Woolworths profits from pokies

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Australia’s fresh food people are on their way to becoming one of the world’s largest pokies operators. Woolworths runs 11,700 pokies machines across Australia, which is more than the ‘big six’ casinos in Las Vegas combined.

Woolworths running pokies will come as no surprise to many. What has changed over recent months is how much Woolworths is earning from its gaming arm – and the increase has been significant. One industry estimate puts Woolworths on track to earn more than $200 million per year from gambling, which puts it on par with Australia’s fourth-largest gaming operator.

This boost in earnings was kicked off by a change in Victoria’s pokies licence system in August this year, which broke up the monopoly of gambling giants Tabcorp and Tatts. The largest beneficiary of that change is Woolworths.

Woolworths has committed to spending more than $164.3 million on poker machine entitlements, and a further $26.2 million on new machines.

Activist group GetUp! secured the signatures of 210 Woolworths shareholders for a proposal to install a $1 bet limit across all gaming facilitated by Woolworths in an attempt to reduce problem gambling. The proposal was rejected.

Opinion – Profiting from the misery of others

Woolworths has long been infamous for its pokies machines. But even I was surprised to discover how far it has spread and how much my local supermarket is profiting from the misery of others. Clearly Woolworths has found its venture into the world of gaming a success. The point of a business is to make a profit and I don’t begrudge the supermarket chain its income.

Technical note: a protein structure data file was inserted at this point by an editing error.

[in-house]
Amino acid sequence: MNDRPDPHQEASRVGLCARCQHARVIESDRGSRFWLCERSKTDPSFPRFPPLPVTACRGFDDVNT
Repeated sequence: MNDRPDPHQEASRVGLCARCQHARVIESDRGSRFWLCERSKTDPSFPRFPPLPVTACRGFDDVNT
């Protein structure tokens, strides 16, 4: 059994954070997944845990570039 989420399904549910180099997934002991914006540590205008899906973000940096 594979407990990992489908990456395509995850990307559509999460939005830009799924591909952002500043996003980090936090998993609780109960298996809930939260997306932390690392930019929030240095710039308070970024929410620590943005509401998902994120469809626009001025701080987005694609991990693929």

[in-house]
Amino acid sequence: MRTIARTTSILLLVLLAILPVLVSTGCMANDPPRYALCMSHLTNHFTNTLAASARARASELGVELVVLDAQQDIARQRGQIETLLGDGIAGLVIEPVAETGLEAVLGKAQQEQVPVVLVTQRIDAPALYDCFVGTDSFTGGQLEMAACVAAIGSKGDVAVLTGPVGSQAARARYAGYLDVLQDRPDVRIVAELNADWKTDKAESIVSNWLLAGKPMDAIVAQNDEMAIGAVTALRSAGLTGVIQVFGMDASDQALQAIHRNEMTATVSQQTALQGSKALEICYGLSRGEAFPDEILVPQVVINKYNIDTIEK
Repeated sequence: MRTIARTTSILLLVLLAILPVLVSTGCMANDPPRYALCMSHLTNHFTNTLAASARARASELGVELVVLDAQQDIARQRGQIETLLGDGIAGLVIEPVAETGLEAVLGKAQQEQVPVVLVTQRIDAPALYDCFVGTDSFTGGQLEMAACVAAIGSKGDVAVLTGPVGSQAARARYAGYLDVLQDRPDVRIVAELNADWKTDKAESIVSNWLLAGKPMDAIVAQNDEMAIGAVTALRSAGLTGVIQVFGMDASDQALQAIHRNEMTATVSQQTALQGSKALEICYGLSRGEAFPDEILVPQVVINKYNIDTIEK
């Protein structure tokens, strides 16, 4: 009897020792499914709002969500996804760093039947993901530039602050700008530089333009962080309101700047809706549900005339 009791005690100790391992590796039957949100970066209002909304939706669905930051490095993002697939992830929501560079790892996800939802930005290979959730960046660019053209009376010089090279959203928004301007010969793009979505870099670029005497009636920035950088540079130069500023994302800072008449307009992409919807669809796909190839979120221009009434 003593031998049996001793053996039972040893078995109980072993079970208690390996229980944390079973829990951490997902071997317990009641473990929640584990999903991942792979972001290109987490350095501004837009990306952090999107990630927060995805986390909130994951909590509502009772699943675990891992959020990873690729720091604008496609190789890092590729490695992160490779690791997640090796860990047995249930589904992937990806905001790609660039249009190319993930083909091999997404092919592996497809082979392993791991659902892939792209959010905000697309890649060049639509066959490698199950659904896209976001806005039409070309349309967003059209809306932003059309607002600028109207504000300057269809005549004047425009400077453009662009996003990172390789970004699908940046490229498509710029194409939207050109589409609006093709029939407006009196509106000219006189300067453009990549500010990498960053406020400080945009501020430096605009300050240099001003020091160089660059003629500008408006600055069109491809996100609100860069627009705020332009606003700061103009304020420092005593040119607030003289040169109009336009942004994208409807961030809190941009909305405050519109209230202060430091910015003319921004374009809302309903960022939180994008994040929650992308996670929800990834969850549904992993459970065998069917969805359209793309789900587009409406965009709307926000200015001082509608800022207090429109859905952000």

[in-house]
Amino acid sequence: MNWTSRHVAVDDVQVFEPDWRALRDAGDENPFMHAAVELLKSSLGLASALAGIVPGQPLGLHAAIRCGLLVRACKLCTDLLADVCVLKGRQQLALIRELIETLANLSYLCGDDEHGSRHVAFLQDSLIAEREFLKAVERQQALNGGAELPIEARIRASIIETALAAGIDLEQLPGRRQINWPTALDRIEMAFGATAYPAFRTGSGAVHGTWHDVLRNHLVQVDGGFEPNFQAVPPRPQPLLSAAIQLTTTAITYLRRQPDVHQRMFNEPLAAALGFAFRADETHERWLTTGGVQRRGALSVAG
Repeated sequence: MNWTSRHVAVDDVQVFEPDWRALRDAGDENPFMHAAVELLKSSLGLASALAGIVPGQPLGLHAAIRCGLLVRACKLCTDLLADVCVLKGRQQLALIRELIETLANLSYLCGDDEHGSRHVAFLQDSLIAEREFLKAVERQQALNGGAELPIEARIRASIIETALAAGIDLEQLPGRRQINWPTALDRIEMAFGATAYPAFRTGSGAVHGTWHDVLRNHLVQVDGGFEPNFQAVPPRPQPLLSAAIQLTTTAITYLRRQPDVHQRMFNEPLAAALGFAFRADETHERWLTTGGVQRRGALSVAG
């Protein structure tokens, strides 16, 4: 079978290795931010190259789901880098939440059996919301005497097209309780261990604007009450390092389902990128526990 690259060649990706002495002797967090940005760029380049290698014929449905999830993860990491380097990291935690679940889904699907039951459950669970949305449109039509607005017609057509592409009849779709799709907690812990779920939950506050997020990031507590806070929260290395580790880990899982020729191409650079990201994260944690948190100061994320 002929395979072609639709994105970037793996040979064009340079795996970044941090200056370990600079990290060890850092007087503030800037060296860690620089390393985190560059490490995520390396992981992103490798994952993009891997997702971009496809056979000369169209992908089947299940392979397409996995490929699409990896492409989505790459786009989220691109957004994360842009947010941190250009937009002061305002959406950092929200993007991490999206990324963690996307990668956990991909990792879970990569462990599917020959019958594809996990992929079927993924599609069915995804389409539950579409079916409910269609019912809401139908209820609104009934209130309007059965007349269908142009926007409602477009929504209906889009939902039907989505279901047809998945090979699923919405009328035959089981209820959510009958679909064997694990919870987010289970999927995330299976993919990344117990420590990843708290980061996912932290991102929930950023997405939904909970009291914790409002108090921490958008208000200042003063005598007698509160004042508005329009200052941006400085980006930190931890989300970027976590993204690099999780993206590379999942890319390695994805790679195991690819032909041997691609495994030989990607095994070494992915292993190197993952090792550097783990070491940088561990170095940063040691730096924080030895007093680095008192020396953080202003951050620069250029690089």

What infuriates me is its lack of regard for the communities and the people from whom they profit . I know it’s an unpopular theory, but I would like to propose that it is possible to run a big (and profitable) business AND have a social conscience. Due to a law change (also known as sheer dumb luck) Woolworths has come into a lot of unexpected money.

Problem gambling in Australia is a serious issue. A 2010 Productivity Commission report suggested the $1 bet limit as a good way to help reduce problem gambling, which is what the GetUp! campaign was based on.  But Woolworths rejected the proposal and instead of putting some of its extraordinary new profit into researching ways to reduce problem gambling, or helping communities or families suffering from problem gambling, it simply pledged to spend the money on making more money.

Next time I go grocery shopping it won’t be at Woolworths – I’m going to the locally run supermarket that’s just a little further down the road, to support my local community and to avoid funding another pokies machine.